By Robert Tapfumaneyi
MILLIONS of Zimbabweans pushed into hunger by prolonged drought and economic crisis face an increasingly desperate situation unless adequate funding for a major relief operation materialises quickly, the United Nations World Food Programme (WFP) has warned.
The deepening hardship is forcing families to eat less, skip meals, take children out of school, sell off livestock and fall into a vicious cycle of debt.
With nearly eight million people and half the population now food insecure, WFP plans to double the number of people it assists up to 4.1 million but needs over US$200 million for its emergency response in the first half of 2020 alone.
“As things stand, we will run out of food by end of February, coinciding with the peak of the hunger season when needs are at their highest,” said Niels Balzer, WFP’s Deputy Country Director in Zimbabwe in a statement Tuesday.
“Firm pledges are urgently needed as it can take up to three months for funding commitments to become food on people’s tables.”
Years of drought have slashed food production in Zimbabwe, once considered the breadbasket of Southern Africa.
This year’s maize harvest was down 50 percent in 2018, with overall cereal output less than half the national requirement.
By August of 2019, WFP was forced to launch an emergency lean season assistance programme to meet rising needs, months earlier than anticipated.
Since then, food shortages have become ever more pronounced. This month, maize was only available in half of the markets WFP monitors countrywide.
Worryingly, runaway inflation, a symptom of the wide-ranging economic crisis Zimbabwe is experiencing has propelled the prices of basic commodities beyond the reach of all but the most privileged.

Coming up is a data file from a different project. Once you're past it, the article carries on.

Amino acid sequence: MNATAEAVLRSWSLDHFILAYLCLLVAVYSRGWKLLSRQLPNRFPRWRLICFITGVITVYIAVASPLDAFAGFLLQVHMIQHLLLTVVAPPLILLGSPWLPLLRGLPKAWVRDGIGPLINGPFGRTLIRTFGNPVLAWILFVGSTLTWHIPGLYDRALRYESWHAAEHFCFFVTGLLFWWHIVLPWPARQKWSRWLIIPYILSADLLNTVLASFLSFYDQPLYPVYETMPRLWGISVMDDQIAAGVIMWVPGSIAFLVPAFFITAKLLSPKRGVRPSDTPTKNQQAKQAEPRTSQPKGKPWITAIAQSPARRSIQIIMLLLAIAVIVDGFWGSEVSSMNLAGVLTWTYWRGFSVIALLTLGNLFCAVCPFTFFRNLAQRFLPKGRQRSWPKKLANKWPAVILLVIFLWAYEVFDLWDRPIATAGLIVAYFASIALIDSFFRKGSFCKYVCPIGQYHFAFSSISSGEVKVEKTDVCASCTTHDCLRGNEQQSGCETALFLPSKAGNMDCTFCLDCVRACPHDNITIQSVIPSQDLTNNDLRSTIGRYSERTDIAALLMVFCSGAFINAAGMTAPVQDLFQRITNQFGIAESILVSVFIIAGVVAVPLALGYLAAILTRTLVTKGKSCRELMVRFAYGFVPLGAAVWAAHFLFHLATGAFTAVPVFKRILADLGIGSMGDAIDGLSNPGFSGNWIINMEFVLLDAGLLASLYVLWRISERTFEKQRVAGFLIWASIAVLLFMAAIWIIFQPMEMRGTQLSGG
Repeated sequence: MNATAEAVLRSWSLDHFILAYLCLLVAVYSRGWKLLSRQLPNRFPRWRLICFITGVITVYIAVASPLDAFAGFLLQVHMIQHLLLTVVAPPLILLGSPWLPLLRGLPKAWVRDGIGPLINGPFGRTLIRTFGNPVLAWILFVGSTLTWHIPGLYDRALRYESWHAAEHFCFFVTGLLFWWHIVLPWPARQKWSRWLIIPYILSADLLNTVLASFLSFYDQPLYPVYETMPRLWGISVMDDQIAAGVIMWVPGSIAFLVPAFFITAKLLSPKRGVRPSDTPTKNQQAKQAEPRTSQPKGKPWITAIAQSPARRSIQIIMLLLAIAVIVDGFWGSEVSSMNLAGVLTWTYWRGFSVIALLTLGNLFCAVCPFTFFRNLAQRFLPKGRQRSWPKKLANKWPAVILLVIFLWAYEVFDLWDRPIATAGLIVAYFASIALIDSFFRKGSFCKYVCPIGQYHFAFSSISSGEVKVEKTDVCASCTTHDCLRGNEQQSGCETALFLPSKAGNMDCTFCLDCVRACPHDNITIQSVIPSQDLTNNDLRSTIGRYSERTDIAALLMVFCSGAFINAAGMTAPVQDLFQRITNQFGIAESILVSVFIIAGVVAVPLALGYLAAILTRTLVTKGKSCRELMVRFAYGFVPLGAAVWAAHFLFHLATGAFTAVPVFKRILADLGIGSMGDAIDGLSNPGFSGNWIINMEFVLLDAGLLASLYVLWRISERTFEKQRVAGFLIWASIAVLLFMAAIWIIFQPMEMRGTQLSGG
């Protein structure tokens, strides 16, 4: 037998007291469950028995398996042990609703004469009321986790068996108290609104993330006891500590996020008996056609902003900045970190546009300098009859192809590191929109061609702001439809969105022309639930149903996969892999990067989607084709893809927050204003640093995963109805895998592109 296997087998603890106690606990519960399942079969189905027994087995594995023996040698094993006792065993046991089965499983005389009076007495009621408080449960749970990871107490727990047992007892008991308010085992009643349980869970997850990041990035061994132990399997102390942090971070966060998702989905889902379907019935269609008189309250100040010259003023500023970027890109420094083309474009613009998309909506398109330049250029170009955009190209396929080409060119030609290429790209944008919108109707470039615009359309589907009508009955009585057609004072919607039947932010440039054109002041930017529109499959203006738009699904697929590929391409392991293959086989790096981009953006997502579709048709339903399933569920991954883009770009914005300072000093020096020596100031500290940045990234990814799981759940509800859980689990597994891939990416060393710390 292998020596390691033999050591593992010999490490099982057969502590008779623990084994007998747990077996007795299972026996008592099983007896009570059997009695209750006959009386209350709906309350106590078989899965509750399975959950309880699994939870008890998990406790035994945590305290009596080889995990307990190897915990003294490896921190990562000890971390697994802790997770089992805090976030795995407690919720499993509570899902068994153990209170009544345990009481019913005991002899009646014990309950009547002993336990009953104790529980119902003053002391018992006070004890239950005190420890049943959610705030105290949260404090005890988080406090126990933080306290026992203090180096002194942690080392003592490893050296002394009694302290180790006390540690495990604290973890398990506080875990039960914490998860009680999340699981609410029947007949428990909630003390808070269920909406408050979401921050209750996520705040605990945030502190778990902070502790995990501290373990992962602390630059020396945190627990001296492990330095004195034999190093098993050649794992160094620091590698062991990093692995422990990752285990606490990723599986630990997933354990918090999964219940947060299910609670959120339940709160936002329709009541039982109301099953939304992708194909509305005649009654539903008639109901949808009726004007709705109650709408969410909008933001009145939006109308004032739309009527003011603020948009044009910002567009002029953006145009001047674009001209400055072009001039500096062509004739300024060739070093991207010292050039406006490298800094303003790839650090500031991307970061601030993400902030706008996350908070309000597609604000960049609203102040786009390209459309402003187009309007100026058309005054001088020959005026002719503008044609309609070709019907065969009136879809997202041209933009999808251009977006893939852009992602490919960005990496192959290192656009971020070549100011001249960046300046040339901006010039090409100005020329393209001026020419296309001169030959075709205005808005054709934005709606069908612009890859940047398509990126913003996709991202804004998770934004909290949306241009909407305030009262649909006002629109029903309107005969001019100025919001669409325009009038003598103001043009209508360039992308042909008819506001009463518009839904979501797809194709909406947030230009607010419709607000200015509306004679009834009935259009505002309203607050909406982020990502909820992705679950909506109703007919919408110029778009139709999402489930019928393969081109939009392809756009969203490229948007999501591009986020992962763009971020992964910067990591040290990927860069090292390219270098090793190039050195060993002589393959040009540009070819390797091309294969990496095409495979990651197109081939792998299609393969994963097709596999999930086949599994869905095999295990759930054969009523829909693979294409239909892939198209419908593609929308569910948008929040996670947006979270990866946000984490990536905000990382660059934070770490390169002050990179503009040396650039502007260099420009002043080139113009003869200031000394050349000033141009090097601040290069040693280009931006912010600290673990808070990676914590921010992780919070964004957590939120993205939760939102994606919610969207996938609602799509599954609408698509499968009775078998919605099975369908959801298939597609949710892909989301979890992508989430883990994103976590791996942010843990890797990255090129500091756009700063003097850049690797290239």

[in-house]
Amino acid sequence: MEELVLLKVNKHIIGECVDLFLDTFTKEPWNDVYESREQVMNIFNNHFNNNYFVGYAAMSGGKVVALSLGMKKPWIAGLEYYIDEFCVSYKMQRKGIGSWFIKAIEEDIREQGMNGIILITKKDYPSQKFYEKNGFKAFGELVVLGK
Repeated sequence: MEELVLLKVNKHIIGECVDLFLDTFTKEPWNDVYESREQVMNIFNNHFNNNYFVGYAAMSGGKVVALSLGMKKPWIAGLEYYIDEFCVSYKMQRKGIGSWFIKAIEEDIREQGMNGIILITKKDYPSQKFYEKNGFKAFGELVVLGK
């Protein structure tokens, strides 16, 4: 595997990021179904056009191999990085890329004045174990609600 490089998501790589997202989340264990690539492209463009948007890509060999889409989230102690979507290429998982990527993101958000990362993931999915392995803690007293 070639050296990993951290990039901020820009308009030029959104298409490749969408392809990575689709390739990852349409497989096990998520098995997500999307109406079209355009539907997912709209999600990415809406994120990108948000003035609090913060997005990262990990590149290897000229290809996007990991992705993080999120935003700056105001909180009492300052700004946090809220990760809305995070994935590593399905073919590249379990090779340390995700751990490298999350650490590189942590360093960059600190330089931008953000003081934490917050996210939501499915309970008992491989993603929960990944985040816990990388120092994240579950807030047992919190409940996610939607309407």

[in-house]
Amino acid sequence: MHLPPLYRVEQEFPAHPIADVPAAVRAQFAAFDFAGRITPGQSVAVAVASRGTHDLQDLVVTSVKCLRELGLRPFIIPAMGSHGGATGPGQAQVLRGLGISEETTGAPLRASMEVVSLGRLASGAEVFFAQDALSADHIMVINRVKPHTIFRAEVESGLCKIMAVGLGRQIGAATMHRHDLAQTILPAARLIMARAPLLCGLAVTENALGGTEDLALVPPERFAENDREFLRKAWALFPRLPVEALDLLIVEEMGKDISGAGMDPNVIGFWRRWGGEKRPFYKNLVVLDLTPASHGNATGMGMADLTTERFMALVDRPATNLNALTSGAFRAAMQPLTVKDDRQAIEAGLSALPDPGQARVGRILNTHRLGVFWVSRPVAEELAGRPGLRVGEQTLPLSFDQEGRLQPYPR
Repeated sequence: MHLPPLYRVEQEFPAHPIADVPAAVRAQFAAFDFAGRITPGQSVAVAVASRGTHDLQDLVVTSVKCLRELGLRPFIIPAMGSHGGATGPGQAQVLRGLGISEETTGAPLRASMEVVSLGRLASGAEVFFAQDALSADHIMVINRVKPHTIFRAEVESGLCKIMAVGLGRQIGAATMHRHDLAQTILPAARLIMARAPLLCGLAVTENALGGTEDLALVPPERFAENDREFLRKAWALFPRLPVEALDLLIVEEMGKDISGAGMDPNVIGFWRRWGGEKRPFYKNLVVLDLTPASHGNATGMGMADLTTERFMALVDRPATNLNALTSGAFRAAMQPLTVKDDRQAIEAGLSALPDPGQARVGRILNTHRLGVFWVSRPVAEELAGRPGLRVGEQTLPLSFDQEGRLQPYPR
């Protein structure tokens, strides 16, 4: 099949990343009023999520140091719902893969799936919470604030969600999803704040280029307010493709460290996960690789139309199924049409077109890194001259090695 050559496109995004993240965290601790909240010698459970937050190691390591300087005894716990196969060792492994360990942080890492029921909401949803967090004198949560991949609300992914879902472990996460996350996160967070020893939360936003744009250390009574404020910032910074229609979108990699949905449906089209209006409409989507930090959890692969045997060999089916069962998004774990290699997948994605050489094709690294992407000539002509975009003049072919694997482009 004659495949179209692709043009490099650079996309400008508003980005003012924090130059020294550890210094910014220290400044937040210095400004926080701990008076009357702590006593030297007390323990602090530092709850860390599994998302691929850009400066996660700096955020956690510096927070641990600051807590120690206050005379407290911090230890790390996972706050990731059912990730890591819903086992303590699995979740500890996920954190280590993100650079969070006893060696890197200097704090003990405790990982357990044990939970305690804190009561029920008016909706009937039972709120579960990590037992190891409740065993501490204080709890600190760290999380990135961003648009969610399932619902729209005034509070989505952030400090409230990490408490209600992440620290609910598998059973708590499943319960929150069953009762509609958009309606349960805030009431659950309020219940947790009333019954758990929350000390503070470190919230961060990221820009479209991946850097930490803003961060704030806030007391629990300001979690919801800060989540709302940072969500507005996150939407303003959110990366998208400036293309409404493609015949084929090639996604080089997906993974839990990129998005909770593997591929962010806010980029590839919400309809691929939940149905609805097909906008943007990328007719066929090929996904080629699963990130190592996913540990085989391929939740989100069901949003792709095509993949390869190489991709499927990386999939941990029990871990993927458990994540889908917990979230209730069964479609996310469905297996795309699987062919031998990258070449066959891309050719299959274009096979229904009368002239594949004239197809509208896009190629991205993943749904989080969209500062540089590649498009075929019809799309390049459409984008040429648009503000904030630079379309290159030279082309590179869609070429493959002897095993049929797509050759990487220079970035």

Amid dire shortage of foreign exchange and of local currency, Zimbabwe has seen drastic price increases, bread now costs 20 times what it cost six months ago, while the price of maize has nearly tripled over the same period.
There is little respite expected for the most vulnerable, including subsistence farmers who grow most of Zimbabwe’s food and depend on a single, increasingly erratic rainy season.
Owing to the acute shortages of local currency and rapid inflation, it entails a large-scale switch from cash-based assistance to food distributions.
WFP is uniquely positioned to make this switch in times of crisis but can only do so with sustained donor support.
“While WFP now has the staff, partners, trucking and logistics capacity in place for a major surge in Zimbabwe, it is essential that we receive the funding to be able to fully deliver,” Balzer said.
“The lives of so many depend on this.”